The Federal Reserve is not alone in recognizing the opportunities of universal near-real-time retail payments. In the past few years, a number of providers have introduced networks with features resembling real-time payments. These networks work well when both the payer and the payee are members. But it is difficult for a participant in such a system to send money to a receiver who is not a member. These networks generally do not efficiently or quickly pass transactions to one another or into the mainstream payments systems. These emerging networks suggest the right course. But they lack the end-to-end speed and universal access needed for an efficient payments mechanism that will meet end-user expectations in the future.
"Faster" alone is not a solution, nor is it a stopping point. A faster payment method that is not convenient and accessible to end users does not achieve the goal. We seek a solution that better serves the end user and those of us who facilitate transactions for them. A faster payments solution must be built on standards that preserve opportunities to offer unique services in the market while ensuring interoperability across the industry.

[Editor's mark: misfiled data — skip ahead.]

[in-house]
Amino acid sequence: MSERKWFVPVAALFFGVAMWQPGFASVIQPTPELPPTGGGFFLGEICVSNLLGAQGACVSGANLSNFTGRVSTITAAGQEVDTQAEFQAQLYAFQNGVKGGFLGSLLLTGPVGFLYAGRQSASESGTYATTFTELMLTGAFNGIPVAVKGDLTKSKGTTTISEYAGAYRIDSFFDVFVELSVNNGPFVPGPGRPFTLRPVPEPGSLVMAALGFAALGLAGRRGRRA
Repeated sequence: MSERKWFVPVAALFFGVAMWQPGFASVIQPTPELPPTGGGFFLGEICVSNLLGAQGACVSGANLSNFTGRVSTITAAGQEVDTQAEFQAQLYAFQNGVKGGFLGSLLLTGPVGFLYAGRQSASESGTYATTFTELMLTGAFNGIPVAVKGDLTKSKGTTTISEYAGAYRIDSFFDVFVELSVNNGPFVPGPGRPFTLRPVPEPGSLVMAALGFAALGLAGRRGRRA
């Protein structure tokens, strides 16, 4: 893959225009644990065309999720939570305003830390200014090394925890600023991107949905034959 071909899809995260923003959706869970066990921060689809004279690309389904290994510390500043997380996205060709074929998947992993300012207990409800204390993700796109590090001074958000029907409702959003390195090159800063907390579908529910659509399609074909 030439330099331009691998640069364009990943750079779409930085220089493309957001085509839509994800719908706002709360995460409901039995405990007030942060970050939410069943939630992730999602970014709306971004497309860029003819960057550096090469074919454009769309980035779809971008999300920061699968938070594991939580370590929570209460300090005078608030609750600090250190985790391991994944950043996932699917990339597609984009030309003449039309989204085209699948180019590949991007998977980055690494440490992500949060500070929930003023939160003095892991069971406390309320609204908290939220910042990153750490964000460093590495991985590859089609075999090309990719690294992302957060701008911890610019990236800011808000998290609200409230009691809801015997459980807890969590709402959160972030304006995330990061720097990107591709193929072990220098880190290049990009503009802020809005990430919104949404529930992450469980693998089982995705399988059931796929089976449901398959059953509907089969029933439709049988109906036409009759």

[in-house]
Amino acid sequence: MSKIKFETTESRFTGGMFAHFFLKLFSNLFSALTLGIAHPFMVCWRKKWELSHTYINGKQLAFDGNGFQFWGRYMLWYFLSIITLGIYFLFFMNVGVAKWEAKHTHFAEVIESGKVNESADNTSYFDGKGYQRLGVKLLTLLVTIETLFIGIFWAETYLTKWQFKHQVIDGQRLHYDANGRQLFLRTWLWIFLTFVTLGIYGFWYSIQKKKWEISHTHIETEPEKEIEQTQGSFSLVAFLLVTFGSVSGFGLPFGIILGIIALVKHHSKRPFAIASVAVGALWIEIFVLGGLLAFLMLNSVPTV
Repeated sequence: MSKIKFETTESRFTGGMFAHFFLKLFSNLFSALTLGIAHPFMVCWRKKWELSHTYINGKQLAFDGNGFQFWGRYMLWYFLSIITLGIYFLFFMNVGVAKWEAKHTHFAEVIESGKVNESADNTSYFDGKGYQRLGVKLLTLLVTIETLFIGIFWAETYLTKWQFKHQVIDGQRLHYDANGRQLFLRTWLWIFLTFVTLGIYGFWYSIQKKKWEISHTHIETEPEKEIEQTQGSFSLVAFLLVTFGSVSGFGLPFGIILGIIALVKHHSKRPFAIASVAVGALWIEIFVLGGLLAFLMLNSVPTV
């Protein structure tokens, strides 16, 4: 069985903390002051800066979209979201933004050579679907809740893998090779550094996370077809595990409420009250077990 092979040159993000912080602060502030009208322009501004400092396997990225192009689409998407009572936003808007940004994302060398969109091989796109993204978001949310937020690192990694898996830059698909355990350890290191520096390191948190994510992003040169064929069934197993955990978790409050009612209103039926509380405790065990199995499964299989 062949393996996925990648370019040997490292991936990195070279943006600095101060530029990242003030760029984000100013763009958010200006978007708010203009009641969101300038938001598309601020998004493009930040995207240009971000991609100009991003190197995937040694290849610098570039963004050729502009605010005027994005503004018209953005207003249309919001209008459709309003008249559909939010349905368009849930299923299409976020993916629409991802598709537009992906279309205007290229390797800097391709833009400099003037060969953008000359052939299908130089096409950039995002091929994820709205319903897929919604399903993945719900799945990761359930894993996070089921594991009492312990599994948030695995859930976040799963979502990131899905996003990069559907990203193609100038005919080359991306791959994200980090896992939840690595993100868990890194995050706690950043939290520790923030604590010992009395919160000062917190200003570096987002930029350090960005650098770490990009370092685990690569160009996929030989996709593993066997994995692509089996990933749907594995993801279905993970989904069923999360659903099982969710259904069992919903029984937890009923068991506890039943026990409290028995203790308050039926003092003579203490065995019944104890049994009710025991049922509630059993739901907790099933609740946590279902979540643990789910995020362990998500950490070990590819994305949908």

Universal access is necessary to achieve the greatest benefit. This has been the case for check, ACH2, and wire transfers. The benefit of each of these payment instruments multiplied as they became more widely accepted and used. Over many years, these systems have evolved to nearly universal access.
We know a near-real-time payments system is possible because a number of other countries have implemented or are in the process of implementing one. The UK introduced its system, the Faster Payments Service, in 2008. This service demonstrates that it is possible to accelerate end-to-end delivery of individual payments from the next day to no more than a few seconds or minutes. Consumers, businesses, and government entities make use of the service for both ad hoc and scheduled payments.